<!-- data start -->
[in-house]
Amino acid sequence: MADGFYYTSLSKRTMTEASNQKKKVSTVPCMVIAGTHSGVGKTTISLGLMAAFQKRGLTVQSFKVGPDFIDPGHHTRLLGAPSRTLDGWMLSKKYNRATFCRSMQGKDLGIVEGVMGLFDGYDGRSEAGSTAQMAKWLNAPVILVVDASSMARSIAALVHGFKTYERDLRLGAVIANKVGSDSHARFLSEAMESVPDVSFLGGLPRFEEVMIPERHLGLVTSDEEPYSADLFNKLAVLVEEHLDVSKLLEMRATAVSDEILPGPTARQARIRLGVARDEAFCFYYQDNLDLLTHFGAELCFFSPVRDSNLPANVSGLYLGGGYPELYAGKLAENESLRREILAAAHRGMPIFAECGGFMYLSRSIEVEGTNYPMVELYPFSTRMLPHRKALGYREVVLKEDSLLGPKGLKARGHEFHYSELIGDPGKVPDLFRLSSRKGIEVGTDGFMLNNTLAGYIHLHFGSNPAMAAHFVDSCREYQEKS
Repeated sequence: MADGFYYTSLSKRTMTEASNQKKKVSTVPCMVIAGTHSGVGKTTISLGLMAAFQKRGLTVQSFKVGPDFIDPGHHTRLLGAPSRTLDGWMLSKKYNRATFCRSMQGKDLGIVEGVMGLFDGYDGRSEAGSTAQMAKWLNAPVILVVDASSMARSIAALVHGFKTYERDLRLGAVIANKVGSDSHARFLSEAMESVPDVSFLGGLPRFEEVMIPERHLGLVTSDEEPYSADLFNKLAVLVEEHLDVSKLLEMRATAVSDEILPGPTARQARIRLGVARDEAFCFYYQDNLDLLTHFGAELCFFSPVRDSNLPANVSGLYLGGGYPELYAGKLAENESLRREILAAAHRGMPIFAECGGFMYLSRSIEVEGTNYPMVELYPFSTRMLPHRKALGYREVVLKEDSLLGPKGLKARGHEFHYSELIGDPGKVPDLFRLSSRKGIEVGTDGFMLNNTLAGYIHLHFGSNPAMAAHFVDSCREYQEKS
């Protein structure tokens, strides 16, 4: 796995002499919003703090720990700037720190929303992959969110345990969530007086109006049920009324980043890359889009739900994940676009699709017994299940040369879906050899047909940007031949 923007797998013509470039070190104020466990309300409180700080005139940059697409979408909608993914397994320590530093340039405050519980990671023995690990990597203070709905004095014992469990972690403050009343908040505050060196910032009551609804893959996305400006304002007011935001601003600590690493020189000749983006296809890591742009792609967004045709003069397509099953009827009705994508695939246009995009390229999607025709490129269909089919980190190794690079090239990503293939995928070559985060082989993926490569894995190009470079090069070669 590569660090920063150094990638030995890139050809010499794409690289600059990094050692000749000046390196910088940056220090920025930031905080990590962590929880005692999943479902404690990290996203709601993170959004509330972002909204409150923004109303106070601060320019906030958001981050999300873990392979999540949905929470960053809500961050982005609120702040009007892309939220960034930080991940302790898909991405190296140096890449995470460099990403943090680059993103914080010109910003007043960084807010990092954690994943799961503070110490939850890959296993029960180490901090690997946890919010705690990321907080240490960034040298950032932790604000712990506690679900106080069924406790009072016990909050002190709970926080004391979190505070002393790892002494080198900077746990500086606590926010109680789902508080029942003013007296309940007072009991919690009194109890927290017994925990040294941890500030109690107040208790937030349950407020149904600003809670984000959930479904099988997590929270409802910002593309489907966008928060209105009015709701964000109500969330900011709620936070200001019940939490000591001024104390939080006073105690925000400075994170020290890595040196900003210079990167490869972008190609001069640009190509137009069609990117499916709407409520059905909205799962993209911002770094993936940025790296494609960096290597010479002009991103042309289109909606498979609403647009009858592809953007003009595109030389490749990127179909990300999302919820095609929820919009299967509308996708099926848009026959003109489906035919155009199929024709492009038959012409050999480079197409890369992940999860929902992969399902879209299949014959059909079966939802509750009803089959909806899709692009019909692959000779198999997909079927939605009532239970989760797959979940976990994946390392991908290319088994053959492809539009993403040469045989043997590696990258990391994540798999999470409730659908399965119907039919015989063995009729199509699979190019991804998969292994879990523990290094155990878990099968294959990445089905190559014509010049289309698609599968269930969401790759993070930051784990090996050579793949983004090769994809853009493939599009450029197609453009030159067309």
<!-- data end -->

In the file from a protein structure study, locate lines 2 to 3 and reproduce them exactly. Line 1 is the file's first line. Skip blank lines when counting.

Amino acid sequence: MADGFYYTSLSKRTMTEASNQKKKVSTVPCMVIAGTHSGVGKTTISLGLMAAFQKRGLTVQSFKVGPDFIDPGHHTRLLGAPSRTLDGWMLSKKYNRATFCRSMQGKDLGIVEGVMGLFDGYDGRSEAGSTAQMAKWLNAPVILVVDASSMARSIAALVHGFKTYERDLRLGAVIANKVGSDSHARFLSEAMESVPDVSFLGGLPRFEEVMIPERHLGLVTSDEEPYSADLFNKLAVLVEEHLDVSKLLEMRATAVSDEILPGPTARQARIRLGVARDEAFCFYYQDNLDLLTHFGAELCFFSPVRDSNLPANVSGLYLGGGYPELYAGKLAENESLRREILAAAHRGMPIFAECGGFMYLSRSIEVEGTNYPMVELYPFSTRMLPHRKALGYREVVLKEDSLLGPKGLKARGHEFHYSELIGDPGKVPDLFRLSSRKGIEVGTDGFMLNNTLAGYIHLHFGSNPAMAAHFVDSCREYQEKS
Repeated sequence: MADGFYYTSLSKRTMTEASNQKKKVSTVPCMVIAGTHSGVGKTTISLGLMAAFQKRGLTVQSFKVGPDFIDPGHHTRLLGAPSRTLDGWMLSKKYNRATFCRSMQGKDLGIVEGVMGLFDGYDGRSEAGSTAQMAKWLNAPVILVVDASSMARSIAALVHGFKTYERDLRLGAVIANKVGSDSHARFLSEAMESVPDVSFLGGLPRFEEVMIPERHLGLVTSDEEPYSADLFNKLAVLVEEHLDVSKLLEMRATAVSDEILPGPTARQARIRLGVARDEAFCFYYQDNLDLLTHFGAELCFFSPVRDSNLPANVSGLYLGGGYPELYAGKLAENESLRREILAAAHRGMPIFAECGGFMYLSRSIEVEGTNYPMVELYPFSTRMLPHRKALGYREVVLKEDSLLGPKGLKARGHEFHYSELIGDPGKVPDLFRLSSRKGIEVGTDGFMLNNTLAGYIHLHFGSNPAMAAHFVDSCREYQEKS